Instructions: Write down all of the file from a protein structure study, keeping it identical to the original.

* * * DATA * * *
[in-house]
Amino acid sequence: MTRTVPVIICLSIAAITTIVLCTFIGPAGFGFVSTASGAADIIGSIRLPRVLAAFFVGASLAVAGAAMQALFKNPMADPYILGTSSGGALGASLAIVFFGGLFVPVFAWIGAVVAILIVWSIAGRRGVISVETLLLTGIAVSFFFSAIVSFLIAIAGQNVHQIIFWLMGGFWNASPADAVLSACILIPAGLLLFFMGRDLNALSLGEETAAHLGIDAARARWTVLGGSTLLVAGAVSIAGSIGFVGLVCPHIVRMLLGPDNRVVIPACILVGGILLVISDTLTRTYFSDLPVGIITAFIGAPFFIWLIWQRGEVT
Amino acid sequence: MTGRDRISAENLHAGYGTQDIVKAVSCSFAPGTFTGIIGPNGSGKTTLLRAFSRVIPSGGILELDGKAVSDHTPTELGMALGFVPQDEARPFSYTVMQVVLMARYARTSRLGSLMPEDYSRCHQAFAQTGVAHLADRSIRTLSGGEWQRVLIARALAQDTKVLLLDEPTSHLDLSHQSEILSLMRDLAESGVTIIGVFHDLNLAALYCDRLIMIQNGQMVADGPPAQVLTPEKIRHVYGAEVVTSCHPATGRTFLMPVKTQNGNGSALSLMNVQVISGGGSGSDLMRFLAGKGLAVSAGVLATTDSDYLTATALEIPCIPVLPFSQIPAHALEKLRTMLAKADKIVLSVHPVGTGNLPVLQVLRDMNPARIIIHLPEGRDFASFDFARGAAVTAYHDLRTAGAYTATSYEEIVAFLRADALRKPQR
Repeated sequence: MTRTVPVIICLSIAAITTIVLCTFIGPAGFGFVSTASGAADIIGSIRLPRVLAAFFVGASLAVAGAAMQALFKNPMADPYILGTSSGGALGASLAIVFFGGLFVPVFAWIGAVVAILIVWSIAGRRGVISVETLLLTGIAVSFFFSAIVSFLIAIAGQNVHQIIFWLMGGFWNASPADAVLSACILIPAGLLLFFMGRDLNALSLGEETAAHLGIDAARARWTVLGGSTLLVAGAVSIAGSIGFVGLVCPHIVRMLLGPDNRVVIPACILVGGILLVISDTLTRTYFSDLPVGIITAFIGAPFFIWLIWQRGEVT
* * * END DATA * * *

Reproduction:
[in-house]
Amino acid sequence: MTRTVPVIICLSIAAITTIVLCTFIGPAGFGFVSTASGAADIIGSIRLPRVLAAFFVGASLAVAGAAMQALFKNPMADPYILGTSSGGALGASLAIVFFGGLFVPVFAWIGAVVAILIVWSIAGRRGVISVETLLLTGIAVSFFFSAIVSFLIAIAGQNVHQIIFWLMGGFWNASPADAVLSACILIPAGLLLFFMGRDLNALSLGEETAAHLGIDAARARWTVLGGSTLLVAGAVSIAGSIGFVGLVCPHIVRMLLGPDNRVVIPACILVGGILLVISDTLTRTYFSDLPVGIITAFIGAPFFIWLIWQRGEVT
Amino acid sequence: MTGRDRISAENLHAGYGTQDIVKAVSCSFAPGTFTGIIGPNGSGKTTLLRAFSRVIPSGGILELDGKAVSDHTPTELGMALGFVPQDEARPFSYTVMQVVLMARYARTSRLGSLMPEDYSRCHQAFAQTGVAHLADRSIRTLSGGEWQRVLIARALAQDTKVLLLDEPTSHLDLSHQSEILSLMRDLAESGVTIIGVFHDLNLAALYCDRLIMIQNGQMVADGPPAQVLTPEKIRHVYGAEVVTSCHPATGRTFLMPVKTQNGNGSALSLMNVQVISGGGSGSDLMRFLAGKGLAVSAGVLATTDSDYLTATALEIPCIPVLPFSQIPAHALEKLRTMLAKADKIVLSVHPVGTGNLPVLQVLRDMNPARIIIHLPEGRDFASFDFARGAAVTAYHDLRTAGAYTATSYEEIVAFLRADALRKPQR
Repeated sequence: MTRTVPVIICLSIAAITTIVLCTFIGPAGFGFVSTASGAADIIGSIRLPRVLAAFFVGASLAVAGAAMQALFKNPMADPYILGTSSGGALGASLAIVFFGGLFVPVFAWIGAVVAILIVWSIAGRRGVISVETLLLTGIAVSFFFSAIVSFLIAIAGQNVHQIIFWLMGGFWNASPADAVLSACILIPAGLLLFFMGRDLNALSLGEETAAHLGIDAARARWTVLGGSTLLVAGAVSIAGSIGFVGLVCPHIVRMLLGPDNRVVIPACILVGGILLVISDTLTRTYFSDLPVGIITAFIGAPFFIWLIWQRGEVT